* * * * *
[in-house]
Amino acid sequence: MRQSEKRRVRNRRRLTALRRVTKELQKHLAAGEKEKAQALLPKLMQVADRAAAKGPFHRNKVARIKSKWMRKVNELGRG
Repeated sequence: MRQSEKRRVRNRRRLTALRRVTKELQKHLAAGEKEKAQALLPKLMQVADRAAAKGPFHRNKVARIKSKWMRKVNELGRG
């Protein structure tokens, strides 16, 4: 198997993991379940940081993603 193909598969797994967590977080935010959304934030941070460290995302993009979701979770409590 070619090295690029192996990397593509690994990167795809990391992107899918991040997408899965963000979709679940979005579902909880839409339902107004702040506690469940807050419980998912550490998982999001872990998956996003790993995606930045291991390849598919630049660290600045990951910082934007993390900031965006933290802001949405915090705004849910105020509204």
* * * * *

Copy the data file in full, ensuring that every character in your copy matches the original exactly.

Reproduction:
[in-house]
Amino acid sequence: MRQSEKRRVRNRRRLTALRRVTKELQKHLAAGEKEKAQALLPKLMQVADRAAAKGPFHRNKVARIKSKWMRKVNELGRG
Repeated sequence: MRQSEKRRVRNRRRLTALRRVTKELQKHLAAGEKEKAQALLPKLMQVADRAAAKGPFHRNKVARIKSKWMRKVNELGRG
């Protein structure tokens, strides 16, 4: 198997993991379940940081993603 193909598969797994967590977080935010959304934030941070460290995302993009979701979770409590 070619090295690029192996990397593509690994990167795809990391992107899918991040997408899965963000979709679940979005579902909880839409339902107004702040506690469940807050419980998912550490998982999001872990998956996003790993995606930045291991390849598919630049660290600045990951910082934007993390900031965006933290802001949405915090705004849910105020509204």